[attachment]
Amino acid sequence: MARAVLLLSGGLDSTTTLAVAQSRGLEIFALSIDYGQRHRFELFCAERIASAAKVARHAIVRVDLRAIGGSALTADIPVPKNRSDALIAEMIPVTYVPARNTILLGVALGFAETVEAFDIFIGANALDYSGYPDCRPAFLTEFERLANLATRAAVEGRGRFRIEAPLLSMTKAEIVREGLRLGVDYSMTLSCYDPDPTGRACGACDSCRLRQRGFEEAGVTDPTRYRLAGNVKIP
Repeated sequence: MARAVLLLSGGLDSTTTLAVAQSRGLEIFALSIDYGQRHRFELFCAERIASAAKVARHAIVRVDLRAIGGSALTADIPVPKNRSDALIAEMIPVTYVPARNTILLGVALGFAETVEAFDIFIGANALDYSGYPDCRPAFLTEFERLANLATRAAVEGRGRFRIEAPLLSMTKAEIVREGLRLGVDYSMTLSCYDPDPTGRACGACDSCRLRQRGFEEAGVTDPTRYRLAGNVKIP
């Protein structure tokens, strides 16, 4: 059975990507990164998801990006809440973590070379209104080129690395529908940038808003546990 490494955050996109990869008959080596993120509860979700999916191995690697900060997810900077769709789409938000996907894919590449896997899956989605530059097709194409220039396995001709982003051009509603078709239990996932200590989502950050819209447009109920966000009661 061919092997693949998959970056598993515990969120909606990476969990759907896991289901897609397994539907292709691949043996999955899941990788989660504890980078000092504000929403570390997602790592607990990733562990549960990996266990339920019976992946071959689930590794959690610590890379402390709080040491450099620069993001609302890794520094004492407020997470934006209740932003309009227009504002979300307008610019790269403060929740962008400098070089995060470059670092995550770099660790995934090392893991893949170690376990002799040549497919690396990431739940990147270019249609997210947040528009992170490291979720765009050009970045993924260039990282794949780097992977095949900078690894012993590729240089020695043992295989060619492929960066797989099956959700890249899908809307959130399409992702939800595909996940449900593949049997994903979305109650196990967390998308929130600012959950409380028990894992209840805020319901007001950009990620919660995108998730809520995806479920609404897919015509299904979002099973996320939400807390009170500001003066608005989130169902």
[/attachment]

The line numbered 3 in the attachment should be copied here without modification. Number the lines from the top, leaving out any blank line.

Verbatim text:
């Protein structure tokens, strides 16, 4: 059975990507990164998801990006809440973590070379209104080129690395529908940038808003546990 490494955050996109990869008959080596993120509860979700999916191995690697900060997810900077769709789409938000996907894919590449896997899956989605530059097709194409220039396995001709982003051009509603078709239990996932200590989502950050819209447009109920966000009661 061919092997693949998959970056598993515990969120909606990476969990759907896991289901897609397994539907292709691949043996999955899941990788989660504890980078000092504000929403570390997602790592607990990733562990549960990996266990339920019976992946071959689930590794959690610590890379402390709080040491450099620069993001609302890794520094004492407020997470934006209740932003309009227009504002979300307008610019790269403060929740962008400098070089995060470059670092995550770099660790995934090392893991893949170690376990002799040549497919690396990431739940990147270019249609997210947040528009992170490291979720765009050009970045993924260039990282794949780097992977095949900078690894012993590729240089020695043992295989060619492929960066797989099956959700890249899908809307959130399409992702939800595909996940449900593949049997994903979305109650196990967390998308929130600012959950409380028990894992209840805020319901007001950009990620919660995108998730809520995806479920609404897919015509299904979002099973996320939400807390009170500001003066608005989130169902």